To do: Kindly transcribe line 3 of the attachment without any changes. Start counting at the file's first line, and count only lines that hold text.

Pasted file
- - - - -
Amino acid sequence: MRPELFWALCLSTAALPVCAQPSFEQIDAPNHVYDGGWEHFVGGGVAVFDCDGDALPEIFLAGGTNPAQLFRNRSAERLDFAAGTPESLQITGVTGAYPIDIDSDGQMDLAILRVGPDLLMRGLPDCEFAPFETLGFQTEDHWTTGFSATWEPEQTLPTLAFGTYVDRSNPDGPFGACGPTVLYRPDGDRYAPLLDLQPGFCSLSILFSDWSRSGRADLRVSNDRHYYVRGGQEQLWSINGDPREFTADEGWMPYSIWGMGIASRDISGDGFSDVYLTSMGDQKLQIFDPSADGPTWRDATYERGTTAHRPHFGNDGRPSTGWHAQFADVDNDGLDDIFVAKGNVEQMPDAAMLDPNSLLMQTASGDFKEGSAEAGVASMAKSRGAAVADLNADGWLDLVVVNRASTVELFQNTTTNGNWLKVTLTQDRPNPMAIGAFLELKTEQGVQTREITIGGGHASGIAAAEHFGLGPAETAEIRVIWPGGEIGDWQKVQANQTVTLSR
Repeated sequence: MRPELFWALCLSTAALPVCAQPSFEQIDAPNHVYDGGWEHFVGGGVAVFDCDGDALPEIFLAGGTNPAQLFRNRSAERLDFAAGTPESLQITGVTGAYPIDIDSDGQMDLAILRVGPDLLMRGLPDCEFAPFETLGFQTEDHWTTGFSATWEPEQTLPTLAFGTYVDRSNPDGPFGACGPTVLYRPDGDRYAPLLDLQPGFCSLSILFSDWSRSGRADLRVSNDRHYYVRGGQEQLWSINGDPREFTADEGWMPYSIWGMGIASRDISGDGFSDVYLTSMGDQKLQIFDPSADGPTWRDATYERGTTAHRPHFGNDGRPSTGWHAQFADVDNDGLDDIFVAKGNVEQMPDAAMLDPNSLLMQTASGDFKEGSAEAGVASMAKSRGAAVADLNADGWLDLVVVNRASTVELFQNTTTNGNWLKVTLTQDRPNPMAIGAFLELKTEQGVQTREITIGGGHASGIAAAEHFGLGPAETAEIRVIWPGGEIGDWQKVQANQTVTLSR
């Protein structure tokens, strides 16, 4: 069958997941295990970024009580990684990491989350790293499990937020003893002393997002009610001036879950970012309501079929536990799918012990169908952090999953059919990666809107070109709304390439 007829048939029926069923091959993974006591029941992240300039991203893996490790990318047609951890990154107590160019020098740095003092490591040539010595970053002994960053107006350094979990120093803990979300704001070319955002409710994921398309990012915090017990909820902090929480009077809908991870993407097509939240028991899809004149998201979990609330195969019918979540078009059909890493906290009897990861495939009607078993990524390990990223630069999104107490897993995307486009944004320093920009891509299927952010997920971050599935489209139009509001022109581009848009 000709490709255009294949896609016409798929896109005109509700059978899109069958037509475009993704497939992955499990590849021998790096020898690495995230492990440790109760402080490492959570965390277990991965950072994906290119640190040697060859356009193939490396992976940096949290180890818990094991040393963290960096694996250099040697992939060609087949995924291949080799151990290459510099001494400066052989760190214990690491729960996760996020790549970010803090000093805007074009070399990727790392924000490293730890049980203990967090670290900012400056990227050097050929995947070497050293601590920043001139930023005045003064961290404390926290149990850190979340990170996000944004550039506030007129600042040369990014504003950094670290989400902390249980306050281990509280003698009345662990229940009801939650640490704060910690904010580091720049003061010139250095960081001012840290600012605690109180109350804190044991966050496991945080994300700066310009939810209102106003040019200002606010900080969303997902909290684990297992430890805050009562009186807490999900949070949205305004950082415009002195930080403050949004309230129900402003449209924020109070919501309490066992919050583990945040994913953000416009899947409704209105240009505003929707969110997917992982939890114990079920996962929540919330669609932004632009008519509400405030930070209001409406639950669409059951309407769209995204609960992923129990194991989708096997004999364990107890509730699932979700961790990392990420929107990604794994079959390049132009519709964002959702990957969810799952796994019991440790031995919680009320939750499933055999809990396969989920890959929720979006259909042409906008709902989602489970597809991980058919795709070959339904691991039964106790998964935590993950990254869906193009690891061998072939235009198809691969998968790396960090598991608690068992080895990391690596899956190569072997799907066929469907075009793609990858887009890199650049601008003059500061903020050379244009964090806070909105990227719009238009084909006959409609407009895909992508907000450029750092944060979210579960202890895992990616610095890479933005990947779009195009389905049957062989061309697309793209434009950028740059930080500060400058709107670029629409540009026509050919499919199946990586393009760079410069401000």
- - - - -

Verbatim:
């Protein structure tokens, strides 16, 4: 069958997941295990970024009580990684990491989350790293499990937020003893002393997002009610001036879950970012309501079929536990799918012990169908952090999953059919990666809107070109709304390439 007829048939029926069923091959993974006591029941992240300039991203893996490790990318047609951890990154107590160019020098740095003092490591040539010595970053002994960053107006350094979990120093803990979300704001070319955002409710994921398309990012915090017990909820902090929480009077809908991870993407097509939240028991899809004149998201979990609330195969019918979540078009059909890493906290009897990861495939009607078993990524390990990223630069999104107490897993995307486009944004320093920009891509299927952010997920971050599935489209139009509001022109581009848009 000709490709255009294949896609016409798929896109005109509700059978899109069958037509475009993704497939992955499990590849021998790096020898690495995230492990440790109760402080490492959570965390277990991965950072994906290119640190040697060859356009193939490396992976940096949290180890818990094991040393963290960096694996250099040697992939060609087949995924291949080799151990290459510099001494400066052989760190214990690491729960996760996020790549970010803090000093805007074009070399990727790392924000490293730890049980203990967090670290900012400056990227050097050929995947070497050293601590920043001139930023005045003064961290404390926290149990850190979340990170996000944004550039506030007129600042040369990014504003950094670290989400902390249980306050281990509280003698009345662990229940009801939650640490704060910690904010580091720049003061010139250095960081001012840290600012605690109180109350804190044991966050496991945080994300700066310009939810209102106003040019200002606010900080969303997902909290684990297992430890805050009562009186807490999900949070949205305004950082415009002195930080403050949004309230129900402003449209924020109070919501309490066992919050583990945040994913953000416009899947409704209105240009505003929707969110997917992982939890114990079920996962929540919330669609932004632009008519509400405030930070209001409406639950669409059951309407769209995204609960992923129990194991989708096997004999364990107890509730699932979700961790990392990420929107990604794994079959390049132009519709964002959702990957969810799952796994019991440790031995919680009320939750499933055999809990396969989920890959929720979006259909042409906008709902989602489970597809991980058919795709070959339904691991039964106790998964935590993950990254869906193009690891061998072939235009198809691969998968790396960090598991608690068992080895990391690596899956190569072997799907066929469907075009793609990858887009890199650049601008003059500061903020050379244009964090806070909105990227719009238009084909006959409609407009895909992508907000450029750092944060979210579960202890895992990616610095890479933005990947779009195009389905049957062989061309697309793209434009950028740059930080500060400058709107670029629409540009026509050919499919199946990586393009760079410069401000």